GeoMetro Goldwyn Mayer; Makin’ Certain... Just Saying; Classical Decomposition; “Creature From The Blackjack Lagoon” Franco-Italian Farrago!

PUZZLERIA! SLICES: OVER 3(7!) SERVED

Schpuzzle Of TheWeek:
Classical decomposition

Take the last name of a composer and the title of one of the composer’s works. 
Read these words to yourself as if they were instuctions. 
These instructions, if followed, would result in a clump of thread. 
Who is the composer and what is the work?

Appetizer Menu
Double-Meaning Appetizer:
Makin’ certain... just saying

Think of a well-known four-word saying. 
The second and fourth words of the saying, placed side-by-side, describe how certain things are made. 
What’s the saying, and how are certain things made?
Hint: The meanings of the second and fourth words of the saying are both different from their meanings in the description of how certain things are made.


MENU
Simmerin’ Summertime Slice:
GeoMetro Goldwyn Mayer

Name a two-word geometrical term that has a numerical property that might remind you of a hot summer day. 
Rearrange the combined letters of these two words to spell two one-time-hot past Hollywood surnames that might remind you of a pair of military leaders who had a rivalry that, if not heated, was at least simmering below the surface.
What geometrical figure is this?
What are the Hollywood surnames?
Who are the military leaders?

Riffing Off Shortz Slices:
Franco-Italian farrago! 

Will Shortz’s August 16th NPR Weekend Edition Sunday puzzle reads:
Think of a major city in France whose name is an anagram of a major city in Italy. Each city has more than 100,000 people.
Puzzleria!s Riffing Off Shortz Slices read:
ENTREE #1:
Egotistical Heavyweight champ Apollo Creed selects a journeyman boxer named Rocky Balboa as his opponent in a boxing bout in defense of his title. Balboa, an overwhelming underdog trains hard in preparation. 
The challenger actually knocks Creed down in the first round. Creed starts taking Balboa more seriously for the remainder of the fight, with both pugilists sustaining various injuries. 
Balboa suffers relentless blows to the head, sustaining eye-swelling that nearly blinds him. His trainer must cut Balboa’s right eyelid so that he can see! Creed continues pummeling Balboa, who staggers but absorbs each punch and refuses to go down...
At his point in this 1976 Oscar-winning movie, set in Philadelphia during America’s Bicentennial year, theater-goers must have been thinking to themselves, “Can _____ ___ ___?”
Rearranging the combined eleven letters in the three missing words of that thoughtful query do not spell “Philadelphia.” But they do spell a different well-known American city.
What is it?  
ENTREE #2:
Think of a major city in South America whose name can be anagrammed into an adjective and proper noun that describe Roy, but not Orson. 
What is this city?
ENTREE #3:
Think of a major city in a transcontinental nation whose name is anagrams into two words for the same human body part. 
What city is this?
Hint: One of the words is a slang term.
ENTREE #4:
Think of a major “city” in Asia whose name is an anagram of two sounds that visitors to that city may hear. 
What city is this?
ENTREE #5:
Think of a major city in Western Europe whose name can be anagrammed into a two-word caption that would not be truthful if it were to be used in what is being advertised in the dual image pictured here.
What is this city?
What would be the untruthful caption?
Hint: The city has quite a few more than 100,000 people. It is known for its architecture and art.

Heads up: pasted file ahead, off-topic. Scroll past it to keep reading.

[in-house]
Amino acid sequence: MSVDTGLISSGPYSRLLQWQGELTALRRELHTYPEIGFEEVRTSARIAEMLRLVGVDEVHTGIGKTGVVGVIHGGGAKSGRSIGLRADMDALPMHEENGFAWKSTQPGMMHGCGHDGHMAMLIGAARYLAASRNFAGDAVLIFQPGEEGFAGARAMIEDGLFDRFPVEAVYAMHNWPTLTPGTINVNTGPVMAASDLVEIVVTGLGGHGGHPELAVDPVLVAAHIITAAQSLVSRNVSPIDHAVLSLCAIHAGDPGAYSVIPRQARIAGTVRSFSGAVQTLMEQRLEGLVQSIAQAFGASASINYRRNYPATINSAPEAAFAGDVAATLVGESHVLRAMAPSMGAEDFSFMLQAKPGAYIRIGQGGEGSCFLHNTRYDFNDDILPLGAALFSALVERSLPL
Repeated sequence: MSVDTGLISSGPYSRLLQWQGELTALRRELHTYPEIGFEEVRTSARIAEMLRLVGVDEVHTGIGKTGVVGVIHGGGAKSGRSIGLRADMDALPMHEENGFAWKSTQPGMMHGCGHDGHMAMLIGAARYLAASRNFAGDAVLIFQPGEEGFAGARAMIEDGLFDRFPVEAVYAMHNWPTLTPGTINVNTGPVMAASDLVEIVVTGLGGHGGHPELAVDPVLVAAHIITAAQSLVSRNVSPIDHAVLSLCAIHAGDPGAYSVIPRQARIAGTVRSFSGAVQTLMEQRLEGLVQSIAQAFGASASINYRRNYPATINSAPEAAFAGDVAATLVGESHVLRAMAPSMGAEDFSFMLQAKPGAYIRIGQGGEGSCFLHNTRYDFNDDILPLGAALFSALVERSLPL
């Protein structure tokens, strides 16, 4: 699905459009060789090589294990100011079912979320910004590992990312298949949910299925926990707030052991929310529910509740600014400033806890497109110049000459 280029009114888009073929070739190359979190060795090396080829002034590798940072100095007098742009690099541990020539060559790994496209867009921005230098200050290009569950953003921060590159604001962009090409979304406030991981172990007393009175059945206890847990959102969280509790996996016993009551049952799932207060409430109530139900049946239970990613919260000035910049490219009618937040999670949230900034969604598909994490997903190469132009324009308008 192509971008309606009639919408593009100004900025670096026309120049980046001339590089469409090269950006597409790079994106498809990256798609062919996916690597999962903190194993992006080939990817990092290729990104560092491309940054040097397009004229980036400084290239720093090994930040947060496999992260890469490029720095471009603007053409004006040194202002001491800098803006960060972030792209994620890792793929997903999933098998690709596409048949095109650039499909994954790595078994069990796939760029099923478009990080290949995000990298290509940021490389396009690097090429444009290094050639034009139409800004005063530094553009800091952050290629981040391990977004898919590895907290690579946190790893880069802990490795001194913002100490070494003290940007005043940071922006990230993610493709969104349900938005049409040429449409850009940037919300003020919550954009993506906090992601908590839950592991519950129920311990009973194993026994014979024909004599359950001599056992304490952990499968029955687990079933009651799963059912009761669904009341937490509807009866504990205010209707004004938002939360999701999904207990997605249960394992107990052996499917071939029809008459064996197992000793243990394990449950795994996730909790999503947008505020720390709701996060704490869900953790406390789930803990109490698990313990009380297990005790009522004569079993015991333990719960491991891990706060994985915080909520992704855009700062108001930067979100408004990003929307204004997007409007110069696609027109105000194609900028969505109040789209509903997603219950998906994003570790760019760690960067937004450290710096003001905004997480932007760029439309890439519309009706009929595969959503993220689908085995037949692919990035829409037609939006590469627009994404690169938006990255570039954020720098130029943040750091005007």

ENTREE #6:
Think of a city in Great Britain whose name can be anagrammed to form two words that describe any person who prefers to lose weight not through healthy dieting or exercise but via surgery. 
What is this city?
What is the two-word description?
Hint: The first word in the anagram is an informal word.
ENTREE #7:
Think of a major city in Africa whose name can be anagrammed into a two-word caption for the image pictured here. 
What is this city?
What is the caption?
Hint: The city has quite a few more than 100,000 people.
ENTREE #8:
Think of a major city in Africa.  
Its first four letters can be anagrammed into a  mechanical term associated with the center of a wheel.
Its remaining letters can be anagrammed into a  geometrical term associated with the center of a circle.  
What is this city?
What are the two terms?
Hint: The city has quite a few more than 100,000 people.
ENTREE #9:
Write down a major city in the United States, followed by its U.S. Postal Service state abbreviation. 
These letters can be rearranged to form two words that belong in the blanks of a caption for the dual image pictured here. 
The caption reads: “How to ____ a ________”
What is this city?
What are the missing words in the caption?


Dessert Menu
“Quit Dealing Dem Damn Deuces!” Dessert:
“Creature from the Blackjack Lagoon”

Name a phrase you might hear at a blackjack table. 
Invert one letter and rearrange the result to form the title of a classic creature feature film. 
What is the film title?

Every Friday at Joseph Young’s Puzzleria! we publish a new menu of fresh word puzzles, number puzzles, logic puzzles, puzzles of all varieties and flavors. We cater to cravers of scrumptious puzzles!

Our master chef, Grecian gourmet puzzle-creator Lego Lambda, blends and bakes up mysterious (and sometimes questionable) toppings and spices (such as alphabet soup, Mobius bacon strips, diced snake eyes, cubed radishes, “hominym” grits, anagraham crackers, rhyme thyme and sage sprinklings.)

Please post your comments below. Feel free also to post clever and subtle hints that do not give the puzzle answers away. Please wait until after 3 p.m. Eastern Time on Wednesdays to post your answers and explain your hints about the puzzles. We serve up at least one fresh puzzle every Friday.

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